A friend proposed that I share my journey on becoming a professional public speaker. If she had told me a few months ago that I would be entertaining the idea of being a public speaker, I would have thought she had gone crazy!
The move towards the stage began the first week of August 2011. At a networking function, I was asked to give a 10 minute presentation on business marketing. After my speech, I received a generous round of applause and accolades on how useful the information was and how well I spoke. My dear friend Michelle Ketterman was so enthralled with my speaking abilities that she invited me to speak on the topic at her annual Home Inventory Professionals conference. I thought it was her way of being generous in providing me with opportunities but she was sincere. She believed I gave a great presentation and her audience would benefit from it.
I had only spoken one time prior to this. When I was a nuclear medicine technologist, an event coordinator asked me to give a continuing education class. I flunked. Miserably. The content was dry, and though I tried to add some humor, it was miserable. I spoke to fast and didn't feel I added any value. I thought I could do it because I had acted in a few plays as an adult. But I was never center stage, just supporting cast. I was never quite good enough to be in the spotlight. Ever.
And this history mentally hung on some 20 years later. Though Michelle had faith in me, I didn't. But one day changed that. I attended an all-day networking seminar. A dozen speakers spoke to a full room and only one impressed me. Perhaps I am a harsh judge, but after observing people who did not inspire, enthrall me, or teach me, I said to myself "hell, I can do better than that." And that's what I set out to do. It took an all-day seminar of listening to poor speakers to create an entire new mindset. The tuition I paid that day was worth every penny!
As Michelle's conference approached, I grew nervous, and I rehearsed while in the car, while dressing in front of the mirror, while eating lunch. I prepared visual aids for my speech and printed out my speech, double-spaced on paper. And the hour before I was to present, I was anxious, nervous, tapping my toes, breathing shallow.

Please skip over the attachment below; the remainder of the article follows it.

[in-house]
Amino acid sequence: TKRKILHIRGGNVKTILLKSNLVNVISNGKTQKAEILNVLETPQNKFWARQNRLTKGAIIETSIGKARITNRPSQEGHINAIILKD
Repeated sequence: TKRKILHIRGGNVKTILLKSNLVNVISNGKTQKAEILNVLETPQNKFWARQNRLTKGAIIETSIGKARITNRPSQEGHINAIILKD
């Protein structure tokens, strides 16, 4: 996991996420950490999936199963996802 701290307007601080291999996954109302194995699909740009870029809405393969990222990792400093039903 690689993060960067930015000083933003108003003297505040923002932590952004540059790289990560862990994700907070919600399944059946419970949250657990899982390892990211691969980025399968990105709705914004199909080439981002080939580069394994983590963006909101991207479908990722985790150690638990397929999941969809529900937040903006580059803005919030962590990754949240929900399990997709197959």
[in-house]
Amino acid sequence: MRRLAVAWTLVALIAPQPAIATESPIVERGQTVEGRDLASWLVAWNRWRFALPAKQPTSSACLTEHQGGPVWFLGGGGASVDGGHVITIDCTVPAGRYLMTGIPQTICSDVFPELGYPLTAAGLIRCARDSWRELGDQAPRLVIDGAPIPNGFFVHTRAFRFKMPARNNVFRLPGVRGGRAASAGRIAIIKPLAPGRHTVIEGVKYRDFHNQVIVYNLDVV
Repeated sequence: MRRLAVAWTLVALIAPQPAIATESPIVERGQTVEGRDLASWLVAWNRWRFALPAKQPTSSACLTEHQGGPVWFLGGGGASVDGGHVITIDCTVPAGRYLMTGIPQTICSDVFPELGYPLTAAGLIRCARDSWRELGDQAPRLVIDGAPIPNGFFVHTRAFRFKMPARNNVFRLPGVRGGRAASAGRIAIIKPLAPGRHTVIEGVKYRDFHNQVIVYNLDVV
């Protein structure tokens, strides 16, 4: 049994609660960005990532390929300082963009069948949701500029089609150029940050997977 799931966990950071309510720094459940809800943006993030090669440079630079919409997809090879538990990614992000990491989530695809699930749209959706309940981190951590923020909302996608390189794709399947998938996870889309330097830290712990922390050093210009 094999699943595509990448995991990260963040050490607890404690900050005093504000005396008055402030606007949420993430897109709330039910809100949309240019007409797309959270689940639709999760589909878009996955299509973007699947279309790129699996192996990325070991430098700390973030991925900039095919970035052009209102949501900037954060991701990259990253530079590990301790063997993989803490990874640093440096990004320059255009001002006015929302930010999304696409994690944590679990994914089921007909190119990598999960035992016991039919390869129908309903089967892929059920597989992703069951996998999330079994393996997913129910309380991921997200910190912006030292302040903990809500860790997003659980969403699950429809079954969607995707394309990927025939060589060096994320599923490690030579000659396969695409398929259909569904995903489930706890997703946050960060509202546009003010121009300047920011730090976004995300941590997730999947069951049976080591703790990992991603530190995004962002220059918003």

And then I was there. In front of the audience. I began with a soft, quivering voice and trembling hands. Five minutes into it, I took a deep breath and proceeded to set the stage on fire. I used my visual cues, I gestured, my voice fluctuated appropriately. Yes, I goofed up but it didn't stop me. And, much to my surprise, the audience didn't realize it.
And then it was over. I did it! And they were clapping! As I looked into the audience, smiles beamed back and heads nodded in approval. After the speech, friends and strangers both commented on the value of my presentation and how well I spoke. Michelle declared "You knocked it out of the park!"
And that's how I felt. Like I had just hit a home run. Who knew several months later that this one experience would lead me to entertaining the thought of becoming a public speaker. Stay tuned for the next installment!
Alicia White is the CEO of Back of the Room Productions,
home of the Speakers Briefcase™, Authors Briefcase™, and The Speaklet™ and North America's
first Back of the Room Branding and Marketing Materials Provider. Copyright 2012.
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